An imbalance in gut microbe species is linked with gastrointestinal disease. Philip talked with the CEO and co-founder of the Swiss startup PharmaBiome, Tomas de Wouters, about the complexity of rebalancing the gut microbiome in these conditions.
The microbiome is a hugely complex ecosystem of microbes living all around the body. Different parts of the body have their own distinct microbiome, including the skin, mouth and gut. In the gut alone, we have 300-500 species of bacteria, all of which can interact with the host and with each other. “You have an ecosystem just like a rainforest,” de Wouters remarked.
PharmaBiome is a company based in Zürich, Switzerland. It’s developing treatments for gastrointestinal diseases that involve a disruption in the gut microbiota ecosystem such as Clostridium difficile infections and ulcerative colitis, an inflammatory bowel disease that causes painful ulcers.
The company’s strategy is to rebalance the patient’s gut microbiome by transplanting carefully selected bacterial species that it grows in the lab. The company chooses which species to add into the mix by analyzing their functions in the microbiome, only including the species that help keep the ecosystem healthy.
“Our main idea at the beginning was that the common denominator is function,” said de Wouter. Through this approach, PharmaBiome views the smallest ‘unit’ that performs a specific function in the gut not as a single species of bacteria, but rather a mix of them.
PharmaBiome’s approach is a ‘halfway house’ between other companies developing microbiome probiotic treatments. Companies like Enterobiotix and MaaT Pharma are testing the potential of fecal transplants, which transplant the entire gut microbiome. Although these transplants have shown promise for treating persistent Clostridium difficile infections, they contain many unneeded species, and potentially even dangerous strains for the vulnerable patient.
On the flip side, other companies such as Microbiotica are developing treatments that focus on giving patients single strains of bacteria. While this method is simpler and more controlled than a full transplant, there is no guarantee that a single strain would thrive in the patient’s gut. PharmaBiome’s strategy, therefore, aims to mimic a fecal transplant, but using only the essential species.
Founded in 2015, PharmaBiome is based in the Swiss Federal Institute of Technology (ETH), where it developed the technology that it needed to culture the precise mixes of bacteria. “We got a year to work out our idea here at ETH, and we managed to have a proof-of-concept from scratch in one year,” explained de Wouters.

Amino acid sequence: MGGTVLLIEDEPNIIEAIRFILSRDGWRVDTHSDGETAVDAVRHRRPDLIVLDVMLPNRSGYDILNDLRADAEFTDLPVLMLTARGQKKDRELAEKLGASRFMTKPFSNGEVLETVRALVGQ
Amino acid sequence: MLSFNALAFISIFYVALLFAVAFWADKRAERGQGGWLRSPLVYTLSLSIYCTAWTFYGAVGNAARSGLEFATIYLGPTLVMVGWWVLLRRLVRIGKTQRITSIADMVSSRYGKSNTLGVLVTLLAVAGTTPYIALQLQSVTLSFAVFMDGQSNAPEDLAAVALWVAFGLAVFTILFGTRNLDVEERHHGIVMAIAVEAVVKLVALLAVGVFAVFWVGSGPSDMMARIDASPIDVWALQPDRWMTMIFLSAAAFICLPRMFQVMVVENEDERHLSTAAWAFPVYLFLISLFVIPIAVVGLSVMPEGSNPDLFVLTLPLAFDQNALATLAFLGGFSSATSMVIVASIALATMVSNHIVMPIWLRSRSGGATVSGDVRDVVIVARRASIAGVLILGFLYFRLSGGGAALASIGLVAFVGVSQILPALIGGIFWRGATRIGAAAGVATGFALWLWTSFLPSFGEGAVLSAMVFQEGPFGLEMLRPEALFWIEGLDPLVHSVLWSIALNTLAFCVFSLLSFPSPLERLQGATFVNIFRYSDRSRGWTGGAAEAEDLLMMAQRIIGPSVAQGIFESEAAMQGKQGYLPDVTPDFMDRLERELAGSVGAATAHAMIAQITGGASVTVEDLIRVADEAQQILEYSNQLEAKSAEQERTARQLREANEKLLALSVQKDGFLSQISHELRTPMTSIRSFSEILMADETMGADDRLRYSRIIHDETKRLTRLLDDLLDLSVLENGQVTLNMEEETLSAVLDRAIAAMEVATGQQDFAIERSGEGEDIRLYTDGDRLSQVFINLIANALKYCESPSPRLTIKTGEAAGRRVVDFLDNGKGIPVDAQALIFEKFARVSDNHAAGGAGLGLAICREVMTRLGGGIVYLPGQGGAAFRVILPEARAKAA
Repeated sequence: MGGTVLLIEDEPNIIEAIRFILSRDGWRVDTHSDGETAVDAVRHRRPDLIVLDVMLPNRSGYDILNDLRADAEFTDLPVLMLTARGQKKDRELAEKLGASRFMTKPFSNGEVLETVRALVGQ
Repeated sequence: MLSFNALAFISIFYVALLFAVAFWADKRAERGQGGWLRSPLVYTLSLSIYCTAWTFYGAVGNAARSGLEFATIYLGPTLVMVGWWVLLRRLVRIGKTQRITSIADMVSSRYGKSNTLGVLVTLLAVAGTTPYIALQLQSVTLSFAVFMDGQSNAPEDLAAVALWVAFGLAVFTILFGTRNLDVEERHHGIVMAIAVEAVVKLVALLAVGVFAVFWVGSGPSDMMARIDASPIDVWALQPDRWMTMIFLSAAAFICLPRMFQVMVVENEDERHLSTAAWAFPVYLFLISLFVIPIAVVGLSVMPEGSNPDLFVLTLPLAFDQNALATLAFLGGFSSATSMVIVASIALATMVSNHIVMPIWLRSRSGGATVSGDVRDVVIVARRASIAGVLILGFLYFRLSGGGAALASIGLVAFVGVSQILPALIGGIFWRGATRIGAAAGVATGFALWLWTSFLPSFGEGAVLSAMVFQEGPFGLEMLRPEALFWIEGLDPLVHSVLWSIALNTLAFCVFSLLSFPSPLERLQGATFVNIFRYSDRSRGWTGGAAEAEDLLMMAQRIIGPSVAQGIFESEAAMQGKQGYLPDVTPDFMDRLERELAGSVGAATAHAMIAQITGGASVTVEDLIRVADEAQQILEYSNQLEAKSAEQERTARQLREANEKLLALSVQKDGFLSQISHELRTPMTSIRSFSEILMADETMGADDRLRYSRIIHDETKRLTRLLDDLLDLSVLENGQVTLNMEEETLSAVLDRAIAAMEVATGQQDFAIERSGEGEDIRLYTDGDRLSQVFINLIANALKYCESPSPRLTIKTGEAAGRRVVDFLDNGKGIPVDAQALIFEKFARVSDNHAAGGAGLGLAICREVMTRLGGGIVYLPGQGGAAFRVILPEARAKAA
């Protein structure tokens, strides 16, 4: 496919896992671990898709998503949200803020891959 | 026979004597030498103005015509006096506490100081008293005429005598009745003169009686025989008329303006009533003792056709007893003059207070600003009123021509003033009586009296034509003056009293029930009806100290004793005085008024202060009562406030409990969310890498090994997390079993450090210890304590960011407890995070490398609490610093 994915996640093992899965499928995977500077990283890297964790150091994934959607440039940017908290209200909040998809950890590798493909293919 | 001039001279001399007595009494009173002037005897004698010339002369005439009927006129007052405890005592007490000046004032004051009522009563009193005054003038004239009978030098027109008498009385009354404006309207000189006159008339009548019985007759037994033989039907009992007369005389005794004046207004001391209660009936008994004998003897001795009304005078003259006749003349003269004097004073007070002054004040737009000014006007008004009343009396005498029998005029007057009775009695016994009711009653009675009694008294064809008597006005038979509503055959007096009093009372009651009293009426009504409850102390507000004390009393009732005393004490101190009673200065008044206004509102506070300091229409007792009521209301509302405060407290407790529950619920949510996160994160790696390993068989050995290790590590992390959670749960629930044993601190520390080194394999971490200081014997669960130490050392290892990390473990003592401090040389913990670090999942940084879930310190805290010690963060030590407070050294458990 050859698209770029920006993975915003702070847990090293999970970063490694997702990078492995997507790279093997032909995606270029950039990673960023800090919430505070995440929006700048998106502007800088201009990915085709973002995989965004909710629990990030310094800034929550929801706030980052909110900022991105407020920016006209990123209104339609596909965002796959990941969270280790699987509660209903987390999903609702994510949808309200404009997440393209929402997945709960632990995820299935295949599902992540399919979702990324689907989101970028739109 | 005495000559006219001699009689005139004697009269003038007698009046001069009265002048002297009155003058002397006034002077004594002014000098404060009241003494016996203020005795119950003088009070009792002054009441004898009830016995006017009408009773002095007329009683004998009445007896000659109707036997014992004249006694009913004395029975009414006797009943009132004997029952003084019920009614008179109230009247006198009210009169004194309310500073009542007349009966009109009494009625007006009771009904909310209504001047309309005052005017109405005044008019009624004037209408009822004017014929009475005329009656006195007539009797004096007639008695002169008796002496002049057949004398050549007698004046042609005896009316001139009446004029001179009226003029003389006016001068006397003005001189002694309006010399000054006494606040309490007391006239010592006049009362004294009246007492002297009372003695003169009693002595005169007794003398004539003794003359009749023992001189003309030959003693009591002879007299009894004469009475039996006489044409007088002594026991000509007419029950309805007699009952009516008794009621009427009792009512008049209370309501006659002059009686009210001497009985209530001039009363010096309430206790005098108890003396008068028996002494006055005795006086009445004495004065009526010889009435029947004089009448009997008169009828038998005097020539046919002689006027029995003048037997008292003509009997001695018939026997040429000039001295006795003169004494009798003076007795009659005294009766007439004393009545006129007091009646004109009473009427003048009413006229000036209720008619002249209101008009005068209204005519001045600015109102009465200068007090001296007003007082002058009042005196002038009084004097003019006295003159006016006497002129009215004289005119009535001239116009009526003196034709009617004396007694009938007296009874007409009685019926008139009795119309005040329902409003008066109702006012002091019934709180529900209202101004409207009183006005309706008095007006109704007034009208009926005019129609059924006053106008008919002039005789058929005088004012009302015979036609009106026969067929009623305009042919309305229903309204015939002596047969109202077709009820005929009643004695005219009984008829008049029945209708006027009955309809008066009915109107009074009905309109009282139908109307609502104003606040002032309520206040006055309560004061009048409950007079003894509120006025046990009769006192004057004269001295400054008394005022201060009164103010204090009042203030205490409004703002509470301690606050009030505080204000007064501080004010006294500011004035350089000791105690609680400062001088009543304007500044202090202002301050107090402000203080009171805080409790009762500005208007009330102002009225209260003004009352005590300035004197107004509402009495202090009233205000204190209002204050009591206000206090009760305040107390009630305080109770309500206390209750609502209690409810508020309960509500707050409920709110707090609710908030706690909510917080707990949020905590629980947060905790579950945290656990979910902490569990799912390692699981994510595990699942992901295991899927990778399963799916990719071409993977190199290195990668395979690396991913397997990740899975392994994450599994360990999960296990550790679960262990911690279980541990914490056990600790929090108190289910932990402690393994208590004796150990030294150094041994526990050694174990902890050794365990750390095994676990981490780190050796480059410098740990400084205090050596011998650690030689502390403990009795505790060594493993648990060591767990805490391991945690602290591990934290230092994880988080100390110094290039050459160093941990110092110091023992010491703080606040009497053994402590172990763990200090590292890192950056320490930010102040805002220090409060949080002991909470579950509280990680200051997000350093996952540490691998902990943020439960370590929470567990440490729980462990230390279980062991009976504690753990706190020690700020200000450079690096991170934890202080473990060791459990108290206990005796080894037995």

Now that PharmaBiome has tested its lead treatment in the lab and animal models, it’s now preparing to enter into the clinic. “The final confirmation is the clinical confirmation,” de Wouters said. “We have a compound on ulcerative colitis that we have been validating extensively and where we have a mode of action.”
Before it can get to the clinic, however, the company plans to begin fundraising to fuel the development, as well as being open to partnerships. One big technical challenge is mass-producing these treatments at a consistent quality. “I don’t even need to tell the biotech community that the idea is the easy bit,” joked de Wouters. “The execution is the hard part.”
Once the pipeline is established, de Wouters says that PharmaBiome plans to experiment further with this platform by combining different bacterial units to treat other diseases aside from ulcerative colitis.
As the company was incubated in ETH, de Wouters and his co-founder, Christophe Lacroix, initially thought that they could establish the company alongside their academic work. As the institution’s technology transfer department warned them though, they were wrong.
“We went to tech transfer to say ‘we have this idea, we want to found the company, and do this during our postdoc,’” reflected de Wouters. “They brought us back to Earth and I’m quite grateful for that. You can’t just found a company on a 20% basis. You either go for it or you leave.”
The microbiome field is at an early stage, with no treatments approved so far, and still needs more clinical trials to establish whether changes in the gut microbiome are the cause or just an effect of gastrointestinal disease. For de Wouters, the early stage of this field is not a bad thing though. “No matter what the solution will be, people will need the technology to deliver it and that’s why we have been working on that since the beginning.”
Although it is young, the field is moving fast. In particular, big pharma companies are taking notice of biotechs working in this area and are already carving out territory by forming partnerships. Microbiotica and Enterome have both formed big partnerships with Genentech and Takeda respectively. “I think in the next few years we will see which therapeutic approaches make sense and we are very happy to contribute to that,” concluded de Wouters.
Images from Shutterstock and NIH Flickr under Creative Commons